Update to this blog: though many had moved on, a few Snowy Owls lingered until early May – the last one was seen about May 8! We had a cool spring in the delta so they obviously didn’t get the urge to head north.
There were not too many Snowy Owls on Boundary Bay this last Sunday (March 18). Just six owls were seen at the 72 Street location, Delta, mostly sitting on logs near the dyke. This is quite a reduction from the 35 or so we saw here in December but the last week has seen increasingly mild temperatures and sunshine. Time for them to head north.
Sadly, not all the Snowy Owls made it through the winter, with about five or six fatalities known about. Many of the visitors were juvenile birds and their ability to hunt and find food may not have been the greatest. Disease and stress have also been hypothesized as causes.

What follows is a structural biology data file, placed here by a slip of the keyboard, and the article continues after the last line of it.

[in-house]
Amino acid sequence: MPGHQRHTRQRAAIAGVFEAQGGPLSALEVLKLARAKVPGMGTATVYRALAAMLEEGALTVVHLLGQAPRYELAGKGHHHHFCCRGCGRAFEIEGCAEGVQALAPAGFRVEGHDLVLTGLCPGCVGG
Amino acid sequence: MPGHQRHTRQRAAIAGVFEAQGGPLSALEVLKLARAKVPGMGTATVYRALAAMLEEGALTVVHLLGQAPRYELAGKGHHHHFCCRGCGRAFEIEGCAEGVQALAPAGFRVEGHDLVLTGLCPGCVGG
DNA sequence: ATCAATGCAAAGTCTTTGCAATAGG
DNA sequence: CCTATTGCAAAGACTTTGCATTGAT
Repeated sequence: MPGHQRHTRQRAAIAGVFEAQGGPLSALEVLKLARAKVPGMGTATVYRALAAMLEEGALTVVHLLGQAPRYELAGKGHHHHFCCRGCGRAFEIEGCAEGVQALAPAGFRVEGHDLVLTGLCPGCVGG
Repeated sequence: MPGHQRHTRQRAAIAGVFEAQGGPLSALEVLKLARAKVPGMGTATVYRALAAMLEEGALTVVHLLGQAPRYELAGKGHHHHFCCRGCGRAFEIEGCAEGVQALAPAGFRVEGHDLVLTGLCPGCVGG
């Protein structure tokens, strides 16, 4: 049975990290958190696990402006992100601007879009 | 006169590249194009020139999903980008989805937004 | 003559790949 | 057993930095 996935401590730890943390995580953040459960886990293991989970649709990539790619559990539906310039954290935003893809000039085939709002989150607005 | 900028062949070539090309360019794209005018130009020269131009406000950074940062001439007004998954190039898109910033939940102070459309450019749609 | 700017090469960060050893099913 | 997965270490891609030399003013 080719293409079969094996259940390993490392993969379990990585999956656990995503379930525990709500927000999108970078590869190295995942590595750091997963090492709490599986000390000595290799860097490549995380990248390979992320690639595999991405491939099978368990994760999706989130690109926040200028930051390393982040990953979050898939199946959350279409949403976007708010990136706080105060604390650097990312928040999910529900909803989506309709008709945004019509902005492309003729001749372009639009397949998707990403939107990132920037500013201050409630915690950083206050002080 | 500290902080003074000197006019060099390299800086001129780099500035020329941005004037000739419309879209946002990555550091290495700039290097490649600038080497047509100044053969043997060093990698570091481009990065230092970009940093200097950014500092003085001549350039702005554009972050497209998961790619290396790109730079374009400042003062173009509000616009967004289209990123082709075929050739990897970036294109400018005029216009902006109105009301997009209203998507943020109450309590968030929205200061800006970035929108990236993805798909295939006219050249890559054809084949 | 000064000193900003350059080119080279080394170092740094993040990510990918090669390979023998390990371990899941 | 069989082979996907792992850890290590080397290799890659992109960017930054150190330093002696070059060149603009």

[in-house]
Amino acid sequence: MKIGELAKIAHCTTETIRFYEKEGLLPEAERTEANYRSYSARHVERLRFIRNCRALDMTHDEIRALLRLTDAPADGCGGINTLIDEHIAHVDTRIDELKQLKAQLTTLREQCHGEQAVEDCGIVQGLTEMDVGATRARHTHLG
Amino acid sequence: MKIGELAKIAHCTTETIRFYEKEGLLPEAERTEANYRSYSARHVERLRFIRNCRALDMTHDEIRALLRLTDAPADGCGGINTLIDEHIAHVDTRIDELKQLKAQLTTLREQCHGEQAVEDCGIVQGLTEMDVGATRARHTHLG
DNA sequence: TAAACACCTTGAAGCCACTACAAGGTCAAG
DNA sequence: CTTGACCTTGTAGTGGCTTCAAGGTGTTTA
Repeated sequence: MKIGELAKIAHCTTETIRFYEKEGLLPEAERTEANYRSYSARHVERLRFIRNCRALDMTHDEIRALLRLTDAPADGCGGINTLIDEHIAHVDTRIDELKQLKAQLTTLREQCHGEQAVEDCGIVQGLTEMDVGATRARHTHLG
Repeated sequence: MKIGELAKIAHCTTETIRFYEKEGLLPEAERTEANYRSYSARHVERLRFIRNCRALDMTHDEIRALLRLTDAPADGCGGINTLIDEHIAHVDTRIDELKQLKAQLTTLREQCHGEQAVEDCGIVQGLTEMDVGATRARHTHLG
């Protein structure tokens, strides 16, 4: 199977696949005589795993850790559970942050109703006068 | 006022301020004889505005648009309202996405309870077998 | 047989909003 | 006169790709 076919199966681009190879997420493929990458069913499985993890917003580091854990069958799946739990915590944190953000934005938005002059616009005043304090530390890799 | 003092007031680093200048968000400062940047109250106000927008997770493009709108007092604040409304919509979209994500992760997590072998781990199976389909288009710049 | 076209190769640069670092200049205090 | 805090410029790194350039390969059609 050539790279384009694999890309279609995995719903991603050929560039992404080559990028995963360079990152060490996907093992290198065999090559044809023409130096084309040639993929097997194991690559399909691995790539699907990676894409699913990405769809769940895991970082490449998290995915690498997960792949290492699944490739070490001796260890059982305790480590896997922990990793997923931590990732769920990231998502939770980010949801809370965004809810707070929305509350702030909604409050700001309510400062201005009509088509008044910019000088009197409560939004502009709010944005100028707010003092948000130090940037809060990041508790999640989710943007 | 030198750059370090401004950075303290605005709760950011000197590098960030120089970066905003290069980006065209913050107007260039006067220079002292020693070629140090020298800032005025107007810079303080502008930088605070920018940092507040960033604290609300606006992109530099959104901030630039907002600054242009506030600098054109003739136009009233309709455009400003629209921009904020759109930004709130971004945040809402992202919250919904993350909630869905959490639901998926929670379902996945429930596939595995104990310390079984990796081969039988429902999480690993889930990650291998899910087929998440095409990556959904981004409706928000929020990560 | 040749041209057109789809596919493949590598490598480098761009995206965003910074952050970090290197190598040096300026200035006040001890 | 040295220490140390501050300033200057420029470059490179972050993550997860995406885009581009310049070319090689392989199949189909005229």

This winter, many visitors ‘found’ Boundary Bay and its dyke trail for the first time. It is a great place to visit at any time of year, even when the owls are not here. Northern Harriers will be nesting in the marsh, shorebirds passing through on the mud flats and beaches, and there are big flocks of Brant (geese) at the Beach Grove end of the Bay. The dyke trail is 22 km long and on the west side of the bay there is the main part of Boundary Bay Regional Park to explore. The entrance to the dyke at 104th Street, Delta (parking at the Heritage Air Park) allows access to the east end of the bay, which is a good location in late March – April for migrating shorebirds en route to the north.
Spring is also the time to look for grey whales in Boundary Bay. They are best seen from the Crescent Beach to White Rock stretch of coast.